Lawyers must fix the problems with gagging orders before it is too late

The Times LAW   

The confusion must be cleared away and guidance established if these deals are to remain trusted and useful, writes Iain Miller

Gagging orders were back in the spotlight this week when the women and equalities committee reported on non-disclosure agreements. Once more the legal profession felt the heat as MPs criticised its approach so far and called for more action from regulators.

It is a peculiar feature of NDAs that responsibility for the issues raised is spread across a wide range of bodies.

The courts have not traditionally supervised what are essentially private contractual agreements. But various other interested groups are proving influential. No wonder lawyers are confused on where they stand on use of the agreements.

What is becoming increasingly apparent is a need for authoritative guidance and agreed standard form documents that can be relied on by those dealing with NDAs.

This was certainly the view at a recent meeting of employment law specialists, law firm risk managers and ethics experts.

Attendees agreed that clarity is required about the precise boundaries of acceptable terms in the drafting and negotiation of NDAs and that the recent warning notice from the Solicitors Regulation Authority did not do this sufficiently. Equally, some said that a practice note from the Law Society, the body that represents solicitors in England and Wales, was equivocal.

Others raised concerns about shifting public attitudes. Hence a default form of wording being developed for the front of every settlement agreement — akin to the way in which standard form court orders such as freezing injunctions are used — was thought to be a good way forward.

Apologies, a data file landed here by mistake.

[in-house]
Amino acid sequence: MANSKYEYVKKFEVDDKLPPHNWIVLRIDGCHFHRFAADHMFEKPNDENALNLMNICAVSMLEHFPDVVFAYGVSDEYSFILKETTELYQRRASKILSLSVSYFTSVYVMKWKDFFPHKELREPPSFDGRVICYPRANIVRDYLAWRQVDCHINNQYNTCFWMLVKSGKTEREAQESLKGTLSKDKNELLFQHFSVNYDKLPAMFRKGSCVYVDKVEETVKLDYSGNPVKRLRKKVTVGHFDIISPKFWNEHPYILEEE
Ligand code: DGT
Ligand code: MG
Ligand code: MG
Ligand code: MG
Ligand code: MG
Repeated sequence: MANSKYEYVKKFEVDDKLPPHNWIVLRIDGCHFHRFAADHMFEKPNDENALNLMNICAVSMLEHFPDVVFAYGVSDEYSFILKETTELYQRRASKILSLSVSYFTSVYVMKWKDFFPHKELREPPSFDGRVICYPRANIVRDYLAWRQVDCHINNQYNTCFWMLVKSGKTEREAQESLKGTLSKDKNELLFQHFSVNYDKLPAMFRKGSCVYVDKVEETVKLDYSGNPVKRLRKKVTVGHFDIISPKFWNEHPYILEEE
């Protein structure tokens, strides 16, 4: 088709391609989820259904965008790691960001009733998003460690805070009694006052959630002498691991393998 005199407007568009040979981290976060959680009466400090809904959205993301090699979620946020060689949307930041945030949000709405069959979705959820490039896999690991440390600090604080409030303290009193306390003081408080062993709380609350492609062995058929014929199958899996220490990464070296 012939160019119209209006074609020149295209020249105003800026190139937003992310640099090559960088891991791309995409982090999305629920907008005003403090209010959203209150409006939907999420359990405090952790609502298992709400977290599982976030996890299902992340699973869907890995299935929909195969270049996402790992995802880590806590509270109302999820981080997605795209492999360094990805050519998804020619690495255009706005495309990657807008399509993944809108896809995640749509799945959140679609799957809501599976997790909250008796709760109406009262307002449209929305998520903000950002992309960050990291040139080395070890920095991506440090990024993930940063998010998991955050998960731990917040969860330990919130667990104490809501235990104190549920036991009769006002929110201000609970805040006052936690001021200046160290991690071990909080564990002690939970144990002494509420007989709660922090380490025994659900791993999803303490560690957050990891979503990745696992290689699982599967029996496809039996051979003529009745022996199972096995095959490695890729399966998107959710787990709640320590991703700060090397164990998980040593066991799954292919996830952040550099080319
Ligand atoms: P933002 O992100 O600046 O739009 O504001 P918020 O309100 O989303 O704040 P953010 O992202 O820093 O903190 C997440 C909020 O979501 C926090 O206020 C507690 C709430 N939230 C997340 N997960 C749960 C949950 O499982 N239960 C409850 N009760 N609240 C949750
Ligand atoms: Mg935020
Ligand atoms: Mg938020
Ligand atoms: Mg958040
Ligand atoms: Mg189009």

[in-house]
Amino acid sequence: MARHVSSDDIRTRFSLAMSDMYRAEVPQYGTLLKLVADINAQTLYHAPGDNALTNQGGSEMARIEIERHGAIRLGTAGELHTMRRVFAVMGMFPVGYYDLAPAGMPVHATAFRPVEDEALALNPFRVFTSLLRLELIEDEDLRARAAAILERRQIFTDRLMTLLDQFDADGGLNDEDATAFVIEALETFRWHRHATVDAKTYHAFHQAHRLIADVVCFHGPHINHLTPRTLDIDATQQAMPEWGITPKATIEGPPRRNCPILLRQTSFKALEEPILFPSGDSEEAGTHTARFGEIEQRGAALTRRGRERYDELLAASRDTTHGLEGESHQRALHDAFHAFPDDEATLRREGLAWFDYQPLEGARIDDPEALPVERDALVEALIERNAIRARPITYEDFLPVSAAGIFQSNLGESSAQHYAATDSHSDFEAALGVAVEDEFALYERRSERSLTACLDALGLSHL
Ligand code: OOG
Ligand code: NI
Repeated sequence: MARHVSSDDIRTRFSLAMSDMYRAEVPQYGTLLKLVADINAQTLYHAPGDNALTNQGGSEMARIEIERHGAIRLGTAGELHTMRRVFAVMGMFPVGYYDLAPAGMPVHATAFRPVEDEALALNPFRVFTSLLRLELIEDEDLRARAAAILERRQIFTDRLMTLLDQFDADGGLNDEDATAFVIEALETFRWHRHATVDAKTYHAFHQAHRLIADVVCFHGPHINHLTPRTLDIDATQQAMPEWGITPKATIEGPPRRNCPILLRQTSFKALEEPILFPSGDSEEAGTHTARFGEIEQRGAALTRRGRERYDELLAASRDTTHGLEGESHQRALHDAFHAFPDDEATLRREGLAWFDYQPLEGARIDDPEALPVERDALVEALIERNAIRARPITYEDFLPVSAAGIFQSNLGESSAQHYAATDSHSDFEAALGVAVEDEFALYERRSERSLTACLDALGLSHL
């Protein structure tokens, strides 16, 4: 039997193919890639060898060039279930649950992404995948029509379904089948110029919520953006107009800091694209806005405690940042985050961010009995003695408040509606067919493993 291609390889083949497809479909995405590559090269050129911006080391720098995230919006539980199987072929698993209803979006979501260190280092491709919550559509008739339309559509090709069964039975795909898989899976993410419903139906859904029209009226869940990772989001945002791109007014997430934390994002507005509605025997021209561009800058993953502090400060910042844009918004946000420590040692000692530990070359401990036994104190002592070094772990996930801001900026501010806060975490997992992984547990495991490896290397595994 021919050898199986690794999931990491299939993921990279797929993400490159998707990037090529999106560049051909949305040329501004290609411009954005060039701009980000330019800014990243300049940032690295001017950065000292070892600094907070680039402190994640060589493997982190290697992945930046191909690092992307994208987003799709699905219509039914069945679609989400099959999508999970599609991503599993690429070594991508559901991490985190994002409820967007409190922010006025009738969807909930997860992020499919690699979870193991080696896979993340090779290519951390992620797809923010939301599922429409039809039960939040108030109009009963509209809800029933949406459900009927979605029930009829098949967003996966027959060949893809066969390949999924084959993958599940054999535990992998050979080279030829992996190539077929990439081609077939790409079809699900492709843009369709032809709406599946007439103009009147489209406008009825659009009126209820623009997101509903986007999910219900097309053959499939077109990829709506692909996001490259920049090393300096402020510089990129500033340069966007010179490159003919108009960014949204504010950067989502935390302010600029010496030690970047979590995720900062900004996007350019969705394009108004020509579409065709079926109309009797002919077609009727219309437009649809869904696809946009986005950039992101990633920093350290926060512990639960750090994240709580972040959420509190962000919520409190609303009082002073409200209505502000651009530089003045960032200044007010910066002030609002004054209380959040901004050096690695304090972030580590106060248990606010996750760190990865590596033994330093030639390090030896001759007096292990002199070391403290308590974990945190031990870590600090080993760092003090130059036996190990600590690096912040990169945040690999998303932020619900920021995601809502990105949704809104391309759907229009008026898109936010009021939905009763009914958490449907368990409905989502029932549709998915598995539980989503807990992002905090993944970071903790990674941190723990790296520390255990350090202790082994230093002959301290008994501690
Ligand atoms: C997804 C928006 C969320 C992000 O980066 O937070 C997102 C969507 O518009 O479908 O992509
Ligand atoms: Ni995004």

It could state in plain English what was not/could not be prevented by the agreement, such as reporting to the police, regulators, medical practitioners and others. It would give solicitors the confidence they are acting appropriately, but also clients the confidence their agreement is bona fide. There is a danger that NDAs are becoming unnecessarily feared and toxic by their very notoriety.

Some argued that the use of NDAS should be the subject of greater controls and oversight within law firms given they have become such a risk factor. Suggestions included that NDAs might require approval at a higher level or that clients could only be allowed to enter into NDAs in employment cases with board approval.

Another idea discussed was whether a higher form of regulation should apply in relation to the use of NDAs in an employment context. NDAs could be signed off by a lawyer, specifically qualified and authorised to advise on such matters.

There has been a stream of events over the past 18 months that has drawn focus back to the legal profession on how it deals with NDAs. There is every reason to expect this to continue until the various issues surrounding NDAs are resolved.

As a profession, lawyers need to grapple with these or we risk government regulation or a total ban on NDAs, which would be a pity given that their use is not intended to be pernicious but often in the best interests of both signing parties.

Iain Miller is a partner specialising in legal services regulation at Kingsley Napley, a London law firm

 

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